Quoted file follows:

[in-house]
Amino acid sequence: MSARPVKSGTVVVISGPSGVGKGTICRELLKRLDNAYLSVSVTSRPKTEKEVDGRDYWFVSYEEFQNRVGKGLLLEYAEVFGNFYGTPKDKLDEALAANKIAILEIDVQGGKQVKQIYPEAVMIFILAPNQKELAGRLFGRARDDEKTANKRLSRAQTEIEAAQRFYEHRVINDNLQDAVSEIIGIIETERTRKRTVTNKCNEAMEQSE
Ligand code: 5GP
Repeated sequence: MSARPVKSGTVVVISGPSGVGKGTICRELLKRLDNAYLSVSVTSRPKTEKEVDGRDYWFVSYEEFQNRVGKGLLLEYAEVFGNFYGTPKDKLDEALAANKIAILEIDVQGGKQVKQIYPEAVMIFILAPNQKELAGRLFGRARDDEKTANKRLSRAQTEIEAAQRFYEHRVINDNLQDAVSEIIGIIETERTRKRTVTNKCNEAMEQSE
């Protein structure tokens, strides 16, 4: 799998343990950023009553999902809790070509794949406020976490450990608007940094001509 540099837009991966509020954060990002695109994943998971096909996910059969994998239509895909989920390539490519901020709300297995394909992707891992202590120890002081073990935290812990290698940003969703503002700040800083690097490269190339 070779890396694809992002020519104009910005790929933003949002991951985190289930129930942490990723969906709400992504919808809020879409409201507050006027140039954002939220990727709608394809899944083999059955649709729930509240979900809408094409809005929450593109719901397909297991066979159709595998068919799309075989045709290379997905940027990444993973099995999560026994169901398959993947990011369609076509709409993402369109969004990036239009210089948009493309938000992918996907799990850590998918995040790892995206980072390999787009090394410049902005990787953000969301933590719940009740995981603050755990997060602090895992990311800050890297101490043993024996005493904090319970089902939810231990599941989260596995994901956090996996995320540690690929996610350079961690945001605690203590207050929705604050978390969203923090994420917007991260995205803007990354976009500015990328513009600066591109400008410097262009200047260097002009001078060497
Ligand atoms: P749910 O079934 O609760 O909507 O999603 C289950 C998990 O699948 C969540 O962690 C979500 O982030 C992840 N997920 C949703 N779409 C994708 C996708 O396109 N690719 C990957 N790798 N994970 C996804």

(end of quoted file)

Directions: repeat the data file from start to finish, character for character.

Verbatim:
[in-house]
Amino acid sequence: MSARPVKSGTVVVISGPSGVGKGTICRELLKRLDNAYLSVSVTSRPKTEKEVDGRDYWFVSYEEFQNRVGKGLLLEYAEVFGNFYGTPKDKLDEALAANKIAILEIDVQGGKQVKQIYPEAVMIFILAPNQKELAGRLFGRARDDEKTANKRLSRAQTEIEAAQRFYEHRVINDNLQDAVSEIIGIIETERTRKRTVTNKCNEAMEQSE
Ligand code: 5GP
Repeated sequence: MSARPVKSGTVVVISGPSGVGKGTICRELLKRLDNAYLSVSVTSRPKTEKEVDGRDYWFVSYEEFQNRVGKGLLLEYAEVFGNFYGTPKDKLDEALAANKIAILEIDVQGGKQVKQIYPEAVMIFILAPNQKELAGRLFGRARDDEKTANKRLSRAQTEIEAAQRFYEHRVINDNLQDAVSEIIGIIETERTRKRTVTNKCNEAMEQSE
């Protein structure tokens, strides 16, 4: 799998343990950023009553999902809790070509794949406020976490450990608007940094001509 540099837009991966509020954060990002695109994943998971096909996910059969994998239509895909989920390539490519901020709300297995394909992707891992202590120890002081073990935290812990290698940003969703503002700040800083690097490269190339 070779890396694809992002020519104009910005790929933003949002991951985190289930129930942490990723969906709400992504919808809020879409409201507050006027140039954002939220990727709608394809899944083999059955649709729930509240979900809408094409809005929450593109719901397909297991066979159709595998068919799309075989045709290379997905940027990444993973099995999560026994169901398959993947990011369609076509709409993402369109969004990036239009210089948009493309938000992918996907799990850590998918995040790892995206980072390999787009090394410049902005990787953000969301933590719940009740995981603050755990997060602090895992990311800050890297101490043993024996005493904090319970089902939810231990599941989260596995994901956090996996995320540690690929996610350079961690945001605690203590207050929705604050978390969203923090994420917007991260995205803007990354976009500015990328513009600066591109400008410097262009200047260097002009001078060497
Ligand atoms: P749910 O079934 O609760 O909507 O999603 C289950 C998990 O699948 C969540 O962690 C979500 O982030 C992840 N997920 C949703 N779409 C994708 C996708 O396109 N690719 C990957 N790798 N994970 C996804």